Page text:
There’s something special about the relationship between fathers and sons. But what happens when your dad also happens to be your teacher? This month, we speak to families in the business of education from the International School of Beijing (ISB) and Hope International School (HIS). Part two of this two-part post features Martin Beeson and his three sons.
Before moving back to Beijing last year, Martin Beeson (US) was a criminal prosecutor and a district attorney in Colorado. The father of three moved his family back to Beijing last year and is now a philosophy teacher at Hope International School (HIS). Martin’s philosophy on fatherhood? “To provide for and to protect my children, to love each of them with all that I am, have, and ever hope to be.”
Today is the release date of Transformers: Age of Extinction and the Beeson boys are excited. I catch up with the family in Shunyi at the Beijing Premium Outlet Mall for some ice cream and cold drinks before they head to the movie. The youngest son, Ezra (age 4), points out the Transformers character on my water bottle. “That’s Bumblebee,” he says. “If you don’t know who it is, you should Google it,” he suggests with a happy face. The trio also includes Eli (age 7) and big brother, Zeke (age 9). The three sit down with me for a quick chat about dad and to show off their goofy posing skills.
What’s the best part about being in the same school as your dad?
Ezra: I like hugging him after school is done.
Eli: I don’t have to go on the bus or walk a long way, and I can see him when I want.
Zeke: After school, I can come to his office to do my homework, or I can stay late after school and play with my friends. The best thing is doing my homework at school because if I do it at home, my brothers are going to watch TV or do things that I want to do too. They barely have homework and I have tons of homework everyday.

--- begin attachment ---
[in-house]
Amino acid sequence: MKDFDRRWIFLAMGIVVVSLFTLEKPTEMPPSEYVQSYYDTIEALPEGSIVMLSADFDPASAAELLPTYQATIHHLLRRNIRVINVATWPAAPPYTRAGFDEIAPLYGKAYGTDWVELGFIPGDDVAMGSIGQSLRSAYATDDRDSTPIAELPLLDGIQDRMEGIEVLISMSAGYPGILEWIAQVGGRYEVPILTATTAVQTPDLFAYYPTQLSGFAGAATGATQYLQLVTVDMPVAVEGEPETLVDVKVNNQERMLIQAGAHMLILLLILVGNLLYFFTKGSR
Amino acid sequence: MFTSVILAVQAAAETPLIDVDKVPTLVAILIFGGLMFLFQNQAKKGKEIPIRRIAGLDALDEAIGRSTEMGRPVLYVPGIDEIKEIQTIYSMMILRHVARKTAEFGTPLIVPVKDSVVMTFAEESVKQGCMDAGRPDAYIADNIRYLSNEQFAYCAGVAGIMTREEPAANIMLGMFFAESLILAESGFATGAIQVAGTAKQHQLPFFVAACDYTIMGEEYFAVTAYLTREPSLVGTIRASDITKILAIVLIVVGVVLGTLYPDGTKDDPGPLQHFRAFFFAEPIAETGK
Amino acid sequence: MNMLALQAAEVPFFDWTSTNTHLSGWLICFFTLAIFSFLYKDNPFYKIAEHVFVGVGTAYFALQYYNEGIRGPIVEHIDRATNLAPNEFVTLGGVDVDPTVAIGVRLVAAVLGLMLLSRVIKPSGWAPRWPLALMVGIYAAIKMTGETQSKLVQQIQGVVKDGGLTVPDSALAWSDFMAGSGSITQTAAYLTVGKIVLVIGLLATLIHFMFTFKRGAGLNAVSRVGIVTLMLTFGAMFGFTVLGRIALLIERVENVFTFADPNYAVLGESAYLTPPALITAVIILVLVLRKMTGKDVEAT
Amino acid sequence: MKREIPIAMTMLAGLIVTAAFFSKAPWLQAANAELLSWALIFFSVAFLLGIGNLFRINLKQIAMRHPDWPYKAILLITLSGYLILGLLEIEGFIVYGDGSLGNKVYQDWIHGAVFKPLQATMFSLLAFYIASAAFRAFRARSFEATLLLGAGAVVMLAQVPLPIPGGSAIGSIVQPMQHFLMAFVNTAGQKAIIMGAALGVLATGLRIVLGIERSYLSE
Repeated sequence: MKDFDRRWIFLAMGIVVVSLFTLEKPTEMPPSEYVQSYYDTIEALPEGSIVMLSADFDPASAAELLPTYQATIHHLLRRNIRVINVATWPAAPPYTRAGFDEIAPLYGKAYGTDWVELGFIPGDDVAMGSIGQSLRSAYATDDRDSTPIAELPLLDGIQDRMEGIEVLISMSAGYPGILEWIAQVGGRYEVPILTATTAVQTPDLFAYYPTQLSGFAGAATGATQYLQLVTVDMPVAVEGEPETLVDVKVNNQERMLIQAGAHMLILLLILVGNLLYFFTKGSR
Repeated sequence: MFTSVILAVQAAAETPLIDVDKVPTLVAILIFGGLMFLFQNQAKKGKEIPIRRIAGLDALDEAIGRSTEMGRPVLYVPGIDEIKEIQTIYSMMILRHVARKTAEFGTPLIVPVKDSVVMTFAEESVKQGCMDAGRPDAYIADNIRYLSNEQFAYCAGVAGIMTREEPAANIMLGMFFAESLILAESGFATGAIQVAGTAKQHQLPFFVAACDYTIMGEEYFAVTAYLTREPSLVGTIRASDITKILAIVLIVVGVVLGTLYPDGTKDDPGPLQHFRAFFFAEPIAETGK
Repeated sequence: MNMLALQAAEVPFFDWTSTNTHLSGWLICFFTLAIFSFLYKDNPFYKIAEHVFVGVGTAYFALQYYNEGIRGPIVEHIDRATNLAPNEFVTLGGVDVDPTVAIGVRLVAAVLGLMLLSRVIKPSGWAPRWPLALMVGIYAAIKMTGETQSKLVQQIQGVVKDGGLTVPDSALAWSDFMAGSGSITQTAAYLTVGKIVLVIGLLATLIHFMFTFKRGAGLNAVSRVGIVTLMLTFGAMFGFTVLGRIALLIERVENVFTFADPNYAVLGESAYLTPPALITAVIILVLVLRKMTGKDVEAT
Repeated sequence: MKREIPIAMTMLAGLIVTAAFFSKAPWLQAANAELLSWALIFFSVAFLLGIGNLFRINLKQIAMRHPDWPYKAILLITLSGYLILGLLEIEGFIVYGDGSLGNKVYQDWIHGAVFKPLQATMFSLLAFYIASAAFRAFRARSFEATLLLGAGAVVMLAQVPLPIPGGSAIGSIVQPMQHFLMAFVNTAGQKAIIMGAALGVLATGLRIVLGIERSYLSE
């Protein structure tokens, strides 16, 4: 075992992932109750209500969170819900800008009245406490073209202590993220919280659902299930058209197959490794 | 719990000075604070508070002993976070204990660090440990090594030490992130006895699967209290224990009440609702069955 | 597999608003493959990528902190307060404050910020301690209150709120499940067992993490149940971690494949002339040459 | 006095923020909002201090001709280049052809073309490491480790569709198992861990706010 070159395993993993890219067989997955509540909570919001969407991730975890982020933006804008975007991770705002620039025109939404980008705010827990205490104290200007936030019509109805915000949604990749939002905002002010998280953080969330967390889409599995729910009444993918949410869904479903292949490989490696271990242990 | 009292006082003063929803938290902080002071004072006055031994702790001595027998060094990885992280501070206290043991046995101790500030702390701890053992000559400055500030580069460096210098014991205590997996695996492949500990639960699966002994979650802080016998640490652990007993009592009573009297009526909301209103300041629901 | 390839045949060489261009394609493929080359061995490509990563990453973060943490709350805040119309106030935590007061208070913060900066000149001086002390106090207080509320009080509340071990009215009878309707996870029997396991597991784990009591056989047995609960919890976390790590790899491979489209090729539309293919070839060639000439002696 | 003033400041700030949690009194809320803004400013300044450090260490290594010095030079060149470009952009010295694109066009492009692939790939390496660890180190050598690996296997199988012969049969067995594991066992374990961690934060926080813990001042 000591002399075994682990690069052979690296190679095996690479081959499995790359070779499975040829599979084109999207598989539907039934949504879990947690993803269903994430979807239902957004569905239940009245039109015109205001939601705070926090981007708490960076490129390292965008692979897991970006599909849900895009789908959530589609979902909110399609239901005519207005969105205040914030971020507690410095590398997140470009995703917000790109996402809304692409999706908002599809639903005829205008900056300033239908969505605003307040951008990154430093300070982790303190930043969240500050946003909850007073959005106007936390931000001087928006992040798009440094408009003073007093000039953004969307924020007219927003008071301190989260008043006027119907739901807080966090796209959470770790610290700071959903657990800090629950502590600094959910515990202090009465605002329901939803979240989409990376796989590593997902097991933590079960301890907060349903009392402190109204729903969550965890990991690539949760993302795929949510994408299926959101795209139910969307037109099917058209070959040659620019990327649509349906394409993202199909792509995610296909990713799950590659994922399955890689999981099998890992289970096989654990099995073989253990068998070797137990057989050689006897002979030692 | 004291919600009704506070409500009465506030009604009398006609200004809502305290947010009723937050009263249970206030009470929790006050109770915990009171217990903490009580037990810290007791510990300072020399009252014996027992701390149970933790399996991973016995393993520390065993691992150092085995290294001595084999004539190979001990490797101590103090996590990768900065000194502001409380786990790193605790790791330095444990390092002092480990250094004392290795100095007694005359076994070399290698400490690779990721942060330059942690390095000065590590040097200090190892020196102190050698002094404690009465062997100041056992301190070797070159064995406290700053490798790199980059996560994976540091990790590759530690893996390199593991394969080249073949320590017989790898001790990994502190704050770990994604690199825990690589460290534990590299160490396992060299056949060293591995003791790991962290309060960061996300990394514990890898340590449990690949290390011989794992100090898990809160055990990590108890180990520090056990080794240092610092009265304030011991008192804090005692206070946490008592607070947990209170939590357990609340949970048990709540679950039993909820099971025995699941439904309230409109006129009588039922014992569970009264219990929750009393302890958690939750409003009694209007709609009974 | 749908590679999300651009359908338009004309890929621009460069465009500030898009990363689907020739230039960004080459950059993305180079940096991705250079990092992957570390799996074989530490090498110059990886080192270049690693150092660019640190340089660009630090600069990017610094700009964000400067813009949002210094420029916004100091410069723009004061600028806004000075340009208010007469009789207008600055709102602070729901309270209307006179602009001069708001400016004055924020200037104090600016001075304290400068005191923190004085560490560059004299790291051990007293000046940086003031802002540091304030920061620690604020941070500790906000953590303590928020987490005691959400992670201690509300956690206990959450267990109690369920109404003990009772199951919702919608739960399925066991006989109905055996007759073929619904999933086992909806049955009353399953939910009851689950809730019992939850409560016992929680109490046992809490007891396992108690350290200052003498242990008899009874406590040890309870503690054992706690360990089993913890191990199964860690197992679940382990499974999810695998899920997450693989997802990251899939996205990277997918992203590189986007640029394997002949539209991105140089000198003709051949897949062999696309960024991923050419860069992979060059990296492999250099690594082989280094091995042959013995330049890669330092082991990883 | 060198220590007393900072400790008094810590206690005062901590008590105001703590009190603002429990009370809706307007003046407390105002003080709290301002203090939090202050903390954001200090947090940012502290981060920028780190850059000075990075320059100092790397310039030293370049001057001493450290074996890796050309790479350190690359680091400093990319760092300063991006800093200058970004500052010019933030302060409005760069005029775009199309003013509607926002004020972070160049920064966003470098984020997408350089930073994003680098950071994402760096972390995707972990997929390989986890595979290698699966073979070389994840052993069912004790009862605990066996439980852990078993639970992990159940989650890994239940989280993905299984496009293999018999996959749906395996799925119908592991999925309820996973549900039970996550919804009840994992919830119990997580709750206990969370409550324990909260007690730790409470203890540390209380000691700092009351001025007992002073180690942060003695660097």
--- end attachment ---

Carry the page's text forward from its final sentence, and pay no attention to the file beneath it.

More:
What do you like least about being in the same school as your dad?
Eli: He can yell at me when I slide down the rail of the stairs and when I run in the halls.
Zeke: When I make a joke during class, my teacher looks to the door and jokes about calling my dad to discipline me!
What do you call your dad when you’re in school?
Ezra: Just “Daddy.”
Eli: “Teacher” or “Daddy.”
Zeke: I say “Dad.”
Ezra: I say “Dad” too.
Beeson: I thought you guys called me the best daddy in the world?
What subject does your dad teach?
Ezra: I don’t know what a subject is. Wait, I know! He teaches students.
Eli: I have no idea!
Zeke: He teaches high school philosophy.
What do you like most about your dad?
Beeson: You can’t say the obvious things: that I’m extremely intelligent, very handsome, and the nicest dad in the world.
Zeke: He plays with me, he jokes around, and when my mom says I can’t watch TV, he argues with her and lets me watch TV.
Eli: He hugs me and sometimes he buys us McDonald’s!
Zeke: Dad’s usually the ticket to McDonald’s. Mom says no but Dad likes McDonald’s, so sometimes he’ll take us there after a school day while mom is at work and he’ll get us an ice cream or a pie.
Ezra: Dad gets us sweet things to eat. Mom says, “No candy ever!”
Zeke: Chocolate has not touched my lips for literally the last three months.
What kind of student do you think your dad was in school?
Zeke: He was a puffy-haired student! It was like this big. [Gestures over his head]
Beeson: I had an afro. It was natural.
Eli: Yeah, we saw the picture!
Zeke: I think he got all As. He’s good at everything. I think he got everything right.
Ezra: I think he studied really, really hard.
Does your your dad expect you to be the teacher’s pet?
Zeke: Yes, because he always wants me to get good grades and try to be the best in the class.
What do your friends say when they find out your dad is a teacher?
Zeke: They say I’m so lucky. Probably because if I’m at school and I forgot to bring money, I can go to my dad and get it.
Eli: They just say OK. They don’t care.
Zeke (to Ezra): Now you’ve got two choices. Copy me, copy Eli, or don’t copy at all.
Beeson: That’s three choices, not two.
Ezra: They haven’t found out he’s a teacher.
What do you want to be when you grow up? Will you be a teacher?
Ezra: I want to be a parent. I’ll be a dad just like my mine.
Eli: I want a hot dog stand!
Zeke: I want to be a guy that gets paid for sitting around watching TV.
Beeson: Good luck finding that job. If you find it, you can hire me too.
Zeke: OK, maybe a soccer star.
Photo by James Lindesay
This article originally appeared in the August 2014 issue of beijingkids. To view it online for free, click here. To find out how you can obtain your own copy, email firstname.lastname@example.org.